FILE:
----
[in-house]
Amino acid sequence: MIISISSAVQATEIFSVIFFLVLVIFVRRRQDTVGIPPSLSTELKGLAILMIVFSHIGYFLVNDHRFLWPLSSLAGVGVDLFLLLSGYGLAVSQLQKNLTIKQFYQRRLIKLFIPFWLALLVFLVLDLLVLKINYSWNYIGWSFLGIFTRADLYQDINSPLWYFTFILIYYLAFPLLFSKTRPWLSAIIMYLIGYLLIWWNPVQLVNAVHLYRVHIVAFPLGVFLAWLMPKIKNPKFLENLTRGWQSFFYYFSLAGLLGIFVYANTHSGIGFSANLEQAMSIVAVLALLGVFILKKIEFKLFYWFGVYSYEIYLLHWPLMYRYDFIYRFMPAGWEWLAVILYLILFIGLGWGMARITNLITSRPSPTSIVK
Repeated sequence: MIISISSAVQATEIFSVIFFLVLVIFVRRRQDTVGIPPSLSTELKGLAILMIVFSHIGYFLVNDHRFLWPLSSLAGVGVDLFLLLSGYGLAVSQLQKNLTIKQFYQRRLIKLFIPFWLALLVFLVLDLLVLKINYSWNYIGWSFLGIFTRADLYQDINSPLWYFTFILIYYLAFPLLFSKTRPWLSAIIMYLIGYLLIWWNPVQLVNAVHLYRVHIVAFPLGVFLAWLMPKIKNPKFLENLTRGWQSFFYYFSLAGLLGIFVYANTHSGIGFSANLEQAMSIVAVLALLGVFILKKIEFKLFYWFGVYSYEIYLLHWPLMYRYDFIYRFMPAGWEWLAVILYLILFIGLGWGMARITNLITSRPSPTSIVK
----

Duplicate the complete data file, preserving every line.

[in-house]
Amino acid sequence: MIISISSAVQATEIFSVIFFLVLVIFVRRRQDTVGIPPSLSTELKGLAILMIVFSHIGYFLVNDHRFLWPLSSLAGVGVDLFLLLSGYGLAVSQLQKNLTIKQFYQRRLIKLFIPFWLALLVFLVLDLLVLKINYSWNYIGWSFLGIFTRADLYQDINSPLWYFTFILIYYLAFPLLFSKTRPWLSAIIMYLIGYLLIWWNPVQLVNAVHLYRVHIVAFPLGVFLAWLMPKIKNPKFLENLTRGWQSFFYYFSLAGLLGIFVYANTHSGIGFSANLEQAMSIVAVLALLGVFILKKIEFKLFYWFGVYSYEIYLLHWPLMYRYDFIYRFMPAGWEWLAVILYLILFIGLGWGMARITNLITSRPSPTSIVK
Repeated sequence: MIISISSAVQATEIFSVIFFLVLVIFVRRRQDTVGIPPSLSTELKGLAILMIVFSHIGYFLVNDHRFLWPLSSLAGVGVDLFLLLSGYGLAVSQLQKNLTIKQFYQRRLIKLFIPFWLALLVFLVLDLLVLKINYSWNYIGWSFLGIFTRADLYQDINSPLWYFTFILIYYLAFPLLFSKTRPWLSAIIMYLIGYLLIWWNPVQLVNAVHLYRVHIVAFPLGVFLAWLMPKIKNPKFLENLTRGWQSFFYYFSLAGLLGIFVYANTHSGIGFSANLEQAMSIVAVLALLGVFILKKIEFKLFYWFGVYSYEIYLLHWPLMYRYDFIYRFMPAGWEWLAVILYLILFIGLGWGMARITNLITSRPSPTSIVK